Fourth Creation (1801)

·         Prince Adolphus, 1st Duke of Cambridge (1774–1850) was the seventh son of George III

·         Prince George, 2nd Duke of Cambridge (1819–1904), only son of the 1st Duke, died without legitimate issue and his honours were extinct

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So just what title will the new couple take?

Up until now, I’ve avoided speculating on what title the royal newlyweds will take on Friday, preferring instead to focus on the (what I think is more interesting) question of how a princess by marriage can correctly use the princely style.  However, having thought about it (and as you can probably tell, I think about little else than fascinating title-teasing questions) I thought this blog wouldn’t really be worth its name if I didn’t post anything on it.

So…here we go.

The media has focused on a number of vacant ‘royal dukedoms’ that could be bestowed on the couple.  It’s worth being clear; there is nothing particularly special about these titles that make them royal; it’s just that they have been held by princes in the past and are therefore generally not ever given to non-royals in future.  These titles are:

·         Duke of Clarence – The title, first given to Lionel of Antwerp, the third son of King Edward III in 1362, has been held by five people in English and British history, all of them royal.  However, it’s most recent holder – Albert Victor, Queen Victoria’s grandson – died prematurely and was linked to scandals around Jack the Ripper.  If the Queen gave this to her grandson it would hardly be a good luck charm.  That being said, Albert Victor, like William was heir to the heir, so there would be some natural synergy.

·         Duke of Cambridge – Used a number of times in history and notable holders include Queen Mary’s grandfather.  I can see the Queen enjoying that connection – she was very close to her grandmother.  Also it was given to the future George II when his father was heir to the throne so has history of serving a King in waiting.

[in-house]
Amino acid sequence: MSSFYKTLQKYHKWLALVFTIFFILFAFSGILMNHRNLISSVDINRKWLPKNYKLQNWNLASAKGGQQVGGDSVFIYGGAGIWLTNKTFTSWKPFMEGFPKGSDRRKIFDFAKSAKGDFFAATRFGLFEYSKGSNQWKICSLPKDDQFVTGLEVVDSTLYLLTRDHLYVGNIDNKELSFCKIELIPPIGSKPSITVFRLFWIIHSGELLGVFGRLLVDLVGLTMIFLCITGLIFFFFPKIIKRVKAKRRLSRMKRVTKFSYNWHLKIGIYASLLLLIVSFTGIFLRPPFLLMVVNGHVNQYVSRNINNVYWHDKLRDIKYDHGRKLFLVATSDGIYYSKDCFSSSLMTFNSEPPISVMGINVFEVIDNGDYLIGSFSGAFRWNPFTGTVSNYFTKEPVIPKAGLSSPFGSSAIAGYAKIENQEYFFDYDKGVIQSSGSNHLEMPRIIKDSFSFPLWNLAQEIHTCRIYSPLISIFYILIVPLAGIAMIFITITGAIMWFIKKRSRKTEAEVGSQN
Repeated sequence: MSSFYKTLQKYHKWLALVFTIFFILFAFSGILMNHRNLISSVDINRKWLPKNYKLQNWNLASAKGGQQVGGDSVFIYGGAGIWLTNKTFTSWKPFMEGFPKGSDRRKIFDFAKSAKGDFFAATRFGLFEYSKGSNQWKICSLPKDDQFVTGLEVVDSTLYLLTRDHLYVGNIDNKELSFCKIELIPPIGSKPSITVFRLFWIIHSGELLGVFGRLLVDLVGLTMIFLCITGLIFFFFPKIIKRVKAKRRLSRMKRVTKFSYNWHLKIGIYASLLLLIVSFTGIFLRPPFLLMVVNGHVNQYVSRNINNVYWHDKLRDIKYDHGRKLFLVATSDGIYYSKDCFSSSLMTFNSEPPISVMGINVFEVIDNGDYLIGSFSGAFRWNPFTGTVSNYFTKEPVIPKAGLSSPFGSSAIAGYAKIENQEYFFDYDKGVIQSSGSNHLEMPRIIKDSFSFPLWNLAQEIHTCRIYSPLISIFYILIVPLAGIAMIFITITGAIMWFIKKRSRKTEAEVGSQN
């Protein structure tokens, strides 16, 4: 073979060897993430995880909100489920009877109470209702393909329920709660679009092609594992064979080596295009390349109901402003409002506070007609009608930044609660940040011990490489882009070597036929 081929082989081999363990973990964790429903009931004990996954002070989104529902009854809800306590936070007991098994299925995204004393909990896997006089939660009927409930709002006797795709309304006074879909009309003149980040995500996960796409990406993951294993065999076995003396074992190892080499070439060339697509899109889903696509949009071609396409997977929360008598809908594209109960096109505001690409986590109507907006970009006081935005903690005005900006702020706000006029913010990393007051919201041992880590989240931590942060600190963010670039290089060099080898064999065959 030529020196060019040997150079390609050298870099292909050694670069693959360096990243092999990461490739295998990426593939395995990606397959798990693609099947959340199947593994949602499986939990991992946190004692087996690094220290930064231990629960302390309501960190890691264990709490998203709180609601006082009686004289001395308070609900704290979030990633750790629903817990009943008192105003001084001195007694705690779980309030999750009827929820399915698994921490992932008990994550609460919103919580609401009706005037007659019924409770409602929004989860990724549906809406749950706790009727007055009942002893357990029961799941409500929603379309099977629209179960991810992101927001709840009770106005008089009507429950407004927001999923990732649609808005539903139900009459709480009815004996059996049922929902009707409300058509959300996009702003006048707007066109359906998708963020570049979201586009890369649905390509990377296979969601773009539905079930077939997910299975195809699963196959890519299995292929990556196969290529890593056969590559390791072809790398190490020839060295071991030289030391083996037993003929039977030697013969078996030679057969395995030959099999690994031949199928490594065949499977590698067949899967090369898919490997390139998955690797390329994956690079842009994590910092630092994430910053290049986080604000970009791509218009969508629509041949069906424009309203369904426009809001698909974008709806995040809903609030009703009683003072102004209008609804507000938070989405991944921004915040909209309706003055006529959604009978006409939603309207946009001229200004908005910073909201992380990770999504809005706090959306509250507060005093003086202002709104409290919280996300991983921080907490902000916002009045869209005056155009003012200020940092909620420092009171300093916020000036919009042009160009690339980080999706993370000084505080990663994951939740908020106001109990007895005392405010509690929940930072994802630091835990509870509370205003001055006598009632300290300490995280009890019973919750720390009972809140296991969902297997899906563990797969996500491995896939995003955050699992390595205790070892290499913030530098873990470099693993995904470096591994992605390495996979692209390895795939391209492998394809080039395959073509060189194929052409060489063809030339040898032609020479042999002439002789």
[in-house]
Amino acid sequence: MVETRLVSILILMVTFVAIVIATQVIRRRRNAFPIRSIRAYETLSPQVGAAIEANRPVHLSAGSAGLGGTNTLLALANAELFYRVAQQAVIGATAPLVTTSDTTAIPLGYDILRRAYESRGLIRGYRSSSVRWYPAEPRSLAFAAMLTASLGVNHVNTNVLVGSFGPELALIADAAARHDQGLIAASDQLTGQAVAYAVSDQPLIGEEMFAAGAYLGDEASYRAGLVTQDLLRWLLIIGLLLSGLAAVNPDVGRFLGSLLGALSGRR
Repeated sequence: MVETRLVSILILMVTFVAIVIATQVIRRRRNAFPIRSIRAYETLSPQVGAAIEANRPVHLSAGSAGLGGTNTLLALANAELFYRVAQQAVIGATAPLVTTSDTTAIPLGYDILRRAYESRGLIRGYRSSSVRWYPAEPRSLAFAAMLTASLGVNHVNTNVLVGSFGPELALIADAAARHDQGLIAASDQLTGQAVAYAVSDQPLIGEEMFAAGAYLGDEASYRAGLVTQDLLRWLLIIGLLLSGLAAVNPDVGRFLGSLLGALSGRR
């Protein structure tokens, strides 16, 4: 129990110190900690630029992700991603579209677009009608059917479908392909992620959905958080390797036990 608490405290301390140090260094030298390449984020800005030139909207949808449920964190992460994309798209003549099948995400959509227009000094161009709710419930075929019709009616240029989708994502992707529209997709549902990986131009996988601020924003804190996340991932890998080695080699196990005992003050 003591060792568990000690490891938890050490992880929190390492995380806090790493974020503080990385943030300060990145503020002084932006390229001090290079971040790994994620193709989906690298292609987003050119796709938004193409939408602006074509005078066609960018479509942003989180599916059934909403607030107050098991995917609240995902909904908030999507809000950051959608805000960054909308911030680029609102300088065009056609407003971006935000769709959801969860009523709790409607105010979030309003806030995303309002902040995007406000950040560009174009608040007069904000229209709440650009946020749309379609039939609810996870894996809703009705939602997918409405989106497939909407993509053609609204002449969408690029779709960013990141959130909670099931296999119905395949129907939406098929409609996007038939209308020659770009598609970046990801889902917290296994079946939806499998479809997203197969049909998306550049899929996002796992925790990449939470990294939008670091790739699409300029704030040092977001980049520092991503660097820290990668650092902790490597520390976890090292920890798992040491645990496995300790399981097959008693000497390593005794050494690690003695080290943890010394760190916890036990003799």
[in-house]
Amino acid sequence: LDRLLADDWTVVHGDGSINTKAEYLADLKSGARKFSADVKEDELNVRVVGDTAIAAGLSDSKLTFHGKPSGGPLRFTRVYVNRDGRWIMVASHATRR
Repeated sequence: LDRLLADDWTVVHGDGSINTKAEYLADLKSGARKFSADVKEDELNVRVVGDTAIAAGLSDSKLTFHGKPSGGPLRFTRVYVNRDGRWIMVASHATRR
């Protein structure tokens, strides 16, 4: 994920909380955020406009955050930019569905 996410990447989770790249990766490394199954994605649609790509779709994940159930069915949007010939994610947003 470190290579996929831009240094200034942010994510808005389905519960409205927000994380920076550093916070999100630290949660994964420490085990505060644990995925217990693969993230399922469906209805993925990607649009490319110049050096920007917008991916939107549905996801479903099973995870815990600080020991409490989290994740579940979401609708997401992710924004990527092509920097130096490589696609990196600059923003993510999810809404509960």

·         Duke of Sussex – Much of the clever money seems to be on this one; but then everyone thought Edward was going to get it as well.  It would make as much sense as any other title, but personally I hope the Queen doesn’t go ‘home counties’ with the title.  It’s just not that interesting.

·         Duke of Windsor – I would eat my hat if the Queen chooses this title (I’d have to buy a hat first though).  As many of you will know, this was the title given to the Queen’s disgraced uncle after he abandoned the throne.  This would make Kate, as Duchess, intrinsically linked with Wallis Simpson, something I really can’t see the Queen going for.

·         Duke of Strathearn – Never before a title by itself but has been given out on three separate occasions as part of a package deal with Cumberland, Kent and Connaught.  Princes often used to get two Dukedoms from different countries within the Union to emphasise the fact that we’re one big happy and united country.  Given William and Kate met in Scotland, lots of people think this could be a go-er.

There are however a three other theories, two mine and one reported in the Daily Telegraph (and indeed mentioned on this blog):

·         No title given – there is a theory that the groom wants to remain ‘Prince William of Wales’ and for his bride to become ‘Princess Catherine of Wales.’  As previously mentioned many times on this blog, most people believe this would require special permission from the Queen as current practise would have her become ‘Princess William of Wales’ if he receives no other title.

·         Duke-in-waiting – We were all flabbergasted when Prince Edward was made Earl of Wessex rather than given a Dukedom, but it was done so on the proviso that he would one day become Duke of Edinburgh.  Well, William of course will one day become a Duke – he becomes Duke of Cornwall and Rothesay the second his father succeeds the throne – so perhaps the Queen will just give him an Earldom while he waits.

·         Father’s subsidiary – Many of you may know this already, but the eldest son of a non-royal Duke uses one of his father’s lower titles as a courtesy title.  Why couldn’t William do the same?  After all, it would sound quite romantic if Kate was the Countess of Chester.  Now before you all go crazy, I realise that there’s no precedent for this; but there’s no precedent for the wife of the Prince of Wales styling herself as Duchess of Cornwall either.  Anything could happen.

So…which of these is likely to happen?  Unless we crawl inside the Queen’s brain we just don’t know.  I’d be beside myself with shock if they go for Windsor and surprised if they choose Clarence.  But at the end of the day, it’s a decision for one person, and one person only.  Rock on Friday…